Bob, Who would be the one/two critics of the Agile Movement that would make you sit up and take notice of their criticisms ? I notice as time passes the numbers seem to be getting fewer and the term , Agile or Extreme, at least (if not the entire methodology), seems to be adopted now. (Sorry if this question doesn't relate to the book reviewed.) regards
The question does even less relate to this forum... Moving to the Process forum. Bob, you are of course invited to answer posts in that (and the other forums), too!
The soul is dyed the color of its thoughts. Think only on those things that are in line with your principles and can bear the light of day. The content of your character is your choice. Day by day, what you do is who you become. Your integrity is your destiny - it is the light that guides your way. - Heraclitus
"Any one [XP] practice doesn�t stand well on its own (with the possible exception of testing). They require the other practices to keep them in balance.� � Kent Beck, Extreme Programming Explained, (Chapter 11) �Well, from my experience, most teams that say they're doing XP don't actually do the practices.� � Alistair Cockburn, http://c2.com/cgi/wiki?XpAndTheCmm �Houston, we have a problem.� � Jim Lovell, Apollo 13 Extreme Programming Refactored: The Case Against XP (featuring Songs of the Extremos) takes a satirical look at the increasingly hyped Extreme Programming methodology. It explores some quite astonishing Extremo quotes that have typified the XP approach � quotes such as, �XPers are not afraid of oral documentation,� �Schedule is the customer�s problem,� �Dependencies between requirements are more a matter of fear than reality� and �Concentration is the Enemy.� In between the chuckles, though, there is a serious analysis of XP�s many flaws. The authors also examine C3, the first XP project, whose team (most of whom went on to get XP book deals shortly before C3�s cancellation) described themselves as �the best team on the face of the Earth�. (In a later chapter, the authors also note that one problem which can affect pair programmers is overconfidence � or is that �eXcessive courage�?). The authors examine whether the problems that led to C3�s �inexplicable� cancellation could also afflict present-day XP projects. In the final chapter (Refactoring XP) Matt and Doug suggest some ways of achieving the agile goals of XP using some XP practices (used in moderation) combined with other, less risk-laden methods.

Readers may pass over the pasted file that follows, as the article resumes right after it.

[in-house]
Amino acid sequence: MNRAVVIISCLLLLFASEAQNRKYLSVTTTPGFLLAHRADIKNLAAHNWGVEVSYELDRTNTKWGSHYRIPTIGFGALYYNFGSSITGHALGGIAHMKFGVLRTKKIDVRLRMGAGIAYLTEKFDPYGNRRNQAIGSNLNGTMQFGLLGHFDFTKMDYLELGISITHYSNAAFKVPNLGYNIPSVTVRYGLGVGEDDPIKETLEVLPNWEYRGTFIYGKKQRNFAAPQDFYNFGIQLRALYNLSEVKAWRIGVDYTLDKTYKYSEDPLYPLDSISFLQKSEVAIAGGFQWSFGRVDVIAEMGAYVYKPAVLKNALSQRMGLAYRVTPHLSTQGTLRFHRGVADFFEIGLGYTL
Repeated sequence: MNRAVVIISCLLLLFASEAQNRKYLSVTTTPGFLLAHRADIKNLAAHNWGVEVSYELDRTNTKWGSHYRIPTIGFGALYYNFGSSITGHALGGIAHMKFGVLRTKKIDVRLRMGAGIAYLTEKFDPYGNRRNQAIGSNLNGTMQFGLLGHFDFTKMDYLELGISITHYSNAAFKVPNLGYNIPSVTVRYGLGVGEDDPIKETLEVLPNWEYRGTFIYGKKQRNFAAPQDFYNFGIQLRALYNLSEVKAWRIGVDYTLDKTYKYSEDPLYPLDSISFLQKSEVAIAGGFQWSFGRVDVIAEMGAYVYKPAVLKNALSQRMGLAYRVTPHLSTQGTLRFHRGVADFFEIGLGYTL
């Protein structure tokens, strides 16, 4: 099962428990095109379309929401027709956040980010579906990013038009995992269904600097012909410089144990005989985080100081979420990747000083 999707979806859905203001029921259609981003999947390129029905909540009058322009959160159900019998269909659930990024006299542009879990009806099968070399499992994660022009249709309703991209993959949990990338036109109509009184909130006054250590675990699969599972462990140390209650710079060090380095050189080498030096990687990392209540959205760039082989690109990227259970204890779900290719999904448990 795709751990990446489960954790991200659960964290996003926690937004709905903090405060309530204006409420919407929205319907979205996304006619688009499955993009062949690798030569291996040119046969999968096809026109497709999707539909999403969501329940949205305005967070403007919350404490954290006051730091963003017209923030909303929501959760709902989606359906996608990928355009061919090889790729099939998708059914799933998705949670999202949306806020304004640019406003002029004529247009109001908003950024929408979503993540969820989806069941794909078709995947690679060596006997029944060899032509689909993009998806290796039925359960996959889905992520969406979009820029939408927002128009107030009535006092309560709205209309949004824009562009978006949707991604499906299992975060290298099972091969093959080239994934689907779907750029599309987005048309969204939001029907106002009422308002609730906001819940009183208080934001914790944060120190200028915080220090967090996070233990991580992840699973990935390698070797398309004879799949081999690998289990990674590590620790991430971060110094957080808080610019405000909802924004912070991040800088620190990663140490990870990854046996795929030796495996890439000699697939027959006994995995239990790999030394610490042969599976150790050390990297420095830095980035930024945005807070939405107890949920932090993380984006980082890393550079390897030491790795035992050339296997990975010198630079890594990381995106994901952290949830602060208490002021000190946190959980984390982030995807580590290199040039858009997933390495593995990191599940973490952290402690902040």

Originally posted by HS Thomas: Bob, Who would be the one/two critics of the Agile Movement that would make you sit up and take notice of their criticisms ? I notice as time passes the numbers seem to be getting fewer and the term , Agile or Extreme, at least (if not the entire methodology), seems to be adopted now. (Sorry if this question doesn't relate to the book reviewed.) regards
Pete McBreen is a pretty sincere and honest critic. As for the "XP Refactored" book -- well -- Whatever.
---<br />Uncle Bob.
Joined: Jul 02, 2003
Originally posted by Thomas Paul: Whenever I see anyone respond to criticism of x with "you just don't understand x," I have to laugh. Maybe they understand it too well!!!
However, in this particular case, the authors do not understand it at all. IMHO.
Joined: Jul 02, 2003
Originally posted by HS Thomas: It's a pity Bob Martin missed this post. He must have come up against quite a few critics. Converted some too ? regards
More than a few. I don't mind honest criticism. There is no perfect process. I manage to convince some people that XP can help them, and some people manage to convince me that they don't need it. That's fine. What galls me is criticism from ignorance. There's just way too much of that.